EW's staff sizes up the biggest new music of the week

By Eric Renner Brown and Nolan Feeney
September 21, 2016 at 04:06 PM EDT
Victor Boyko/WireImage; Prince Williams/FilmMagic; Josh Brasted/FilmMagic

Every week, EW’s music staff takes a hard listen to the biggest new tracks and offers up our unfiltered opinions. Read on for reviews of new tracks by Tinashe, Gucci Mane, Danny Brown, and more.

Gucci Mane feat. Young Dolph, “Bling Blaww Burr”

Since his May release from prison, the influential Atlanta rapper has driving the hip-hop conversation, releasing his best album in years, July’s Everybody Looking, and bringing his unmistakable cadence to tracks by Kanye WestRae Sremmurd, and Young Thug. The notoriously prolific artist announced Tuesday that he’d release another album, Woptober, next month, and dropped its first single, “Bling Blaww Burr.” Produced by another artist synonymous with Atlantan hip-hop, Future’s go-to collaborator Metro Boomin, the skittering track continues Guwop’s hot streak, despite being less lyrically and sonically distinctive than many of Everybody’s high points. B –Eric Renner Brown

Tinashe, “Company”

Whoever is the current reigning queen (or king) of the slinky R&B bedroom jam better clutch their crown a little tighter: Tinashe makes a welcome contribution to the tradition with this hypnotic taste of her upcoming Joyride LP. Only this time, she’s drawing the line at the warm and fuzzy stuff: “I’m nothin’ like a girlfriend,” she purrs, “I just need some company.” The track doesn’t have the boy-crazy bounce of this summer’s “Superlove,” but don’t be surprised if her hooky please for sexy-time lodge themselves in your brain anyway. B+ –Nolan Feeney

NxWorries, “Lyk Dis”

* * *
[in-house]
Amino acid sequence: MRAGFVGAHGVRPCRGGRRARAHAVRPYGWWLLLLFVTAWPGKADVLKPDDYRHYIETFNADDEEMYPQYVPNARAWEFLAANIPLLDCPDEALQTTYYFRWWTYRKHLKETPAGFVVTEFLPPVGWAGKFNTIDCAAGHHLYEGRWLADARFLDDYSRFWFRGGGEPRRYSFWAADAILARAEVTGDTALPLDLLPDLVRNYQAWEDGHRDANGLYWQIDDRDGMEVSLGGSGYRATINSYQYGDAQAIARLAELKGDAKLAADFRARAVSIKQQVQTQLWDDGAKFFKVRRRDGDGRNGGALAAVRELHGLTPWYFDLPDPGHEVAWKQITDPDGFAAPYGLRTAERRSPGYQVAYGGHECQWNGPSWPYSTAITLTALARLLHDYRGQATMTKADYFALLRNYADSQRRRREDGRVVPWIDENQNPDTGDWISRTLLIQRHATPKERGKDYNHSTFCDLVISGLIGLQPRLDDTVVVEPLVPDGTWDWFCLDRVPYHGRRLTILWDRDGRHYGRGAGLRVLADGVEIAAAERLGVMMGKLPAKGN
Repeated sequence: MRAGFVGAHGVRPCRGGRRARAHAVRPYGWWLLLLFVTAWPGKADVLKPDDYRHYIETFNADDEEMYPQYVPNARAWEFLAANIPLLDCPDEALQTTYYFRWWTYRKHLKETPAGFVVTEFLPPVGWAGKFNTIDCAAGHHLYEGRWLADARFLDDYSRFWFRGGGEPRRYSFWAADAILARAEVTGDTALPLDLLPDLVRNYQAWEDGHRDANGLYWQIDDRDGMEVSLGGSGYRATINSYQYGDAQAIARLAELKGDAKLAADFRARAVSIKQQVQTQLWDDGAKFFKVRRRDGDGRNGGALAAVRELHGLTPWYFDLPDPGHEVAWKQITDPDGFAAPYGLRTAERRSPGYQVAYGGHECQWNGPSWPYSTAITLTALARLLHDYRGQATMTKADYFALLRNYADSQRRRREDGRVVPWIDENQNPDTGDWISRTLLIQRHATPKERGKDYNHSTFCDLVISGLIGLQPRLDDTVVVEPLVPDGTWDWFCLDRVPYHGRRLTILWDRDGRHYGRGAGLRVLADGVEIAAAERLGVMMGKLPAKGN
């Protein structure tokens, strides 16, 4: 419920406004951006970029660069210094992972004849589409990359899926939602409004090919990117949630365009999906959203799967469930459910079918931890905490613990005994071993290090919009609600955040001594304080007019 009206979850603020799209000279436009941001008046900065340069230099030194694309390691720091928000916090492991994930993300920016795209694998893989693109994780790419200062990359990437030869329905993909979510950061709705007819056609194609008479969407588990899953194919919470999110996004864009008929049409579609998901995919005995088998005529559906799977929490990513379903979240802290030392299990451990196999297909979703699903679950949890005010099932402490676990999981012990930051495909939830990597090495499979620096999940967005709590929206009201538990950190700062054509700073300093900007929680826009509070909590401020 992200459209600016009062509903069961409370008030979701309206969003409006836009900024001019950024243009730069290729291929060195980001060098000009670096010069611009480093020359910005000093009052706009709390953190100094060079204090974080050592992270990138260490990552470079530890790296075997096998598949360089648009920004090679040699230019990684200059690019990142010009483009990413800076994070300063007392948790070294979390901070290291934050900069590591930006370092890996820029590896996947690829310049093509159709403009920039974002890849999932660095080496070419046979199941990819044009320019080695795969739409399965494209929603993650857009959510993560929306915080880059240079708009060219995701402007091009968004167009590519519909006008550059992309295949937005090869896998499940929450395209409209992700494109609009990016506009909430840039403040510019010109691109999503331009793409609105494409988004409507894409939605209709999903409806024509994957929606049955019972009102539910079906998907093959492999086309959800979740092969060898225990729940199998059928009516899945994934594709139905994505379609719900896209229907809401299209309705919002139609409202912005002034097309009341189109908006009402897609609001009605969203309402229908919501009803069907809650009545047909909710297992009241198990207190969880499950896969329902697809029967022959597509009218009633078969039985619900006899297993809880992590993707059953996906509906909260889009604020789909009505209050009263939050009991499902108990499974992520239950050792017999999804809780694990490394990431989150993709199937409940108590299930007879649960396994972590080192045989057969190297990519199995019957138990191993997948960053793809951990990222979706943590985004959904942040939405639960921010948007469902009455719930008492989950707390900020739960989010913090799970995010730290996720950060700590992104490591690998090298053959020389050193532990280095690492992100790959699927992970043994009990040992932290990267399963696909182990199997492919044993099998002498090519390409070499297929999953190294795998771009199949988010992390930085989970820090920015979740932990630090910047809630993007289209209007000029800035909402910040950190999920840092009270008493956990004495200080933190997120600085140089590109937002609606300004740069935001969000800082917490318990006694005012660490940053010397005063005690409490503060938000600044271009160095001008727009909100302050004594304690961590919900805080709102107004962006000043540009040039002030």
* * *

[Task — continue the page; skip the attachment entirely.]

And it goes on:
After releasing one of the year’s best albums and hitting the road for an acclaimed tour, most artists would take some well-deserved time off. Not L.A.’s Anderson .Paak, who will release Yes Lawd! with the producer Knxwledge in October under the duo’s moniker NxWorries. “Lyk Dis” combines .Paak’s silky singing and lush lyricism with the understated pitter-patter that listeners will recognize from Knxwledge’s beat on Kendrick Lamar’s “Momma.” The result is a sultry jam destined for every bedroom playlist. A –ERB

Danny Brown feat. Kendrick Lamar, Earl Sweatshirt, and Ab-Soul, “Really Doe”

The third single from the Detroit rapper’s impending album Atrocity Exhibition may be its showiest yet, a menacing posse cut featuring what Brown has called “the Four Horsemen” of hip-hop: Kendrick Lamar, Earl Sweatshirt, Ab-Soul, and himself. Brown’s lyrics are vivid as ever — “Mouth all on my genitals / Suckin’ on it like she gettin’ vitamins and minerals,” he rhymes — and his guests elevate themselves accordingly. Lamar’s verse is a film student’s dream, with references to Pulp Fiction, Star Trek, and The Revenant, while Sweatshirt proves he still sets the gold standard when it comes to wordplay in rap. A –ERB

Beach Slang, “Younger Us (Japandroids cover)”

Beach Slang’s decision to cover labelmates Japandroids’ “Younger Us” for the upcoming compilation Polyvinyl Plays Polyvinyl seemed almost too on the nose: In Japandroids’ absence — the Canucks haven’t dropped an album since 2012’s lauded Celebration Rock — Beach Slang have taken up the mantle of earnest, heart-on-sleeve pop-punk. Their cover scuzzes up the vocals, ratchets up the tempo, and provides an adrenaline rush that should tide Japandroids fans over until that band makes their anticipated return to the stage early next month. A- –ERB

Justice, “Randy”

 

No, it’s not Aziz Ansari’s deranged alter ego — it’s the second new song French house duo Justice have dropped from their long-in-the-works third album Woman, due out in November. EDM has vastly changed since they burst on the scene with 2007’s “D.A.N.C.E.” — or even since their last album, 2011’s Audio, Video, Disco — but Justice’s riffs still channel indisputable, leather-clad cool. On “Randy,” they combine groovy guitars, pummeling drums, Halloween-ready synth stabs, and vocals that sound more suited for a late-era Beatles record than an after-hours discotheque for a compulsively danceable track that’s so good we’ll forgive the mid-song chamber music breakdown. B+ERB

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